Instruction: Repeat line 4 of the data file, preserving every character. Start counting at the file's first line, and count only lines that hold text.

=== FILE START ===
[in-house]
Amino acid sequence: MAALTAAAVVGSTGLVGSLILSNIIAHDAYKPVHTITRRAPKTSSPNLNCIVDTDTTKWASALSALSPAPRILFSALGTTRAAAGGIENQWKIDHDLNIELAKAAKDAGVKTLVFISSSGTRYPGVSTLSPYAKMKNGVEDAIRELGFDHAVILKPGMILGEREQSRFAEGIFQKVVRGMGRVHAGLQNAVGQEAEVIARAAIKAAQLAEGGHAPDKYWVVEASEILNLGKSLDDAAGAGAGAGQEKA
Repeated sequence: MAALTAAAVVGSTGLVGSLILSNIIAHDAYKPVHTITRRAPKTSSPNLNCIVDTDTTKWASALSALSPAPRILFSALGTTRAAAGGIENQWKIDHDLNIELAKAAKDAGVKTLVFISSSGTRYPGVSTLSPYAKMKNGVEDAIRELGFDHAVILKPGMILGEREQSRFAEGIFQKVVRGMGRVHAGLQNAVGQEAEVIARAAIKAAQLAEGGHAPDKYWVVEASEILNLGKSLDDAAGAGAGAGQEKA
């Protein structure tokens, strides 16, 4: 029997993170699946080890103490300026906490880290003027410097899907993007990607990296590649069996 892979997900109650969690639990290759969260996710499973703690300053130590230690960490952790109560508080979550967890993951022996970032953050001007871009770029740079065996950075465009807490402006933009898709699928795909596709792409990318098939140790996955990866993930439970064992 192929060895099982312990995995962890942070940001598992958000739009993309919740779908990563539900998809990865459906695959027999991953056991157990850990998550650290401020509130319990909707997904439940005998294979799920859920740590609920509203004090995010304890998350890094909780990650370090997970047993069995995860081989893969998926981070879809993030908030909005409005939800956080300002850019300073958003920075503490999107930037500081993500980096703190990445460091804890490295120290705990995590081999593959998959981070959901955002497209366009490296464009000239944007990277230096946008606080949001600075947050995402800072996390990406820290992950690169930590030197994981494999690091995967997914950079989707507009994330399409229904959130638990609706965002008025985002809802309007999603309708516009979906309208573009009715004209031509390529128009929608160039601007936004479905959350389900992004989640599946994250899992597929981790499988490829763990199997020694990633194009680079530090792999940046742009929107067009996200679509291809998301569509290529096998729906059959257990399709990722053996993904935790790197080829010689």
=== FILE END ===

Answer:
């Protein structure tokens, strides 16, 4: 029997993170699946080890103490300026906490880290003027410097899907993007990607990296590649069996 892979997900109650969690639990290759969260996710499973703690300053130590230690960490952790109560508080979550967890993951022996970032953050001007871009770029740079065996950075465009807490402006933009898709699928795909596709792409990318098939140790996955990866993930439970064992 192929060895099982312990995995962890942070940001598992958000739009993309919740779908990563539900998809990865459906695959027999991953056991157990850990998550650290401020509130319990909707997904439940005998294979799920859920740590609920509203004090995010304890998350890094909780990650370090997970047993069995995860081989893969998926981070879809993030908030909005409005939800956080300002850019300073958003920075503490999107930037500081993500980096703190990445460091804890490295120290705990995590081999593959998959981070959901955002497209366009490296464009000239944007990277230096946008606080949001600075947050995402800072996390990406820290992950690169930590030197994981494999690091995967997914950079989707507009994330399409229904959130638990609706965002008025985002809802309007999603309708516009979906309208573009009715004209031509390529128009929608160039601007936004479905959350389900992004989640599946994250899992597929981790499988490829763990199997020694990633194009680079530090792999940046742009929107067009996200679509291809998301569509290529096998729906059959257990399709990722053996993904935790790197080829010689």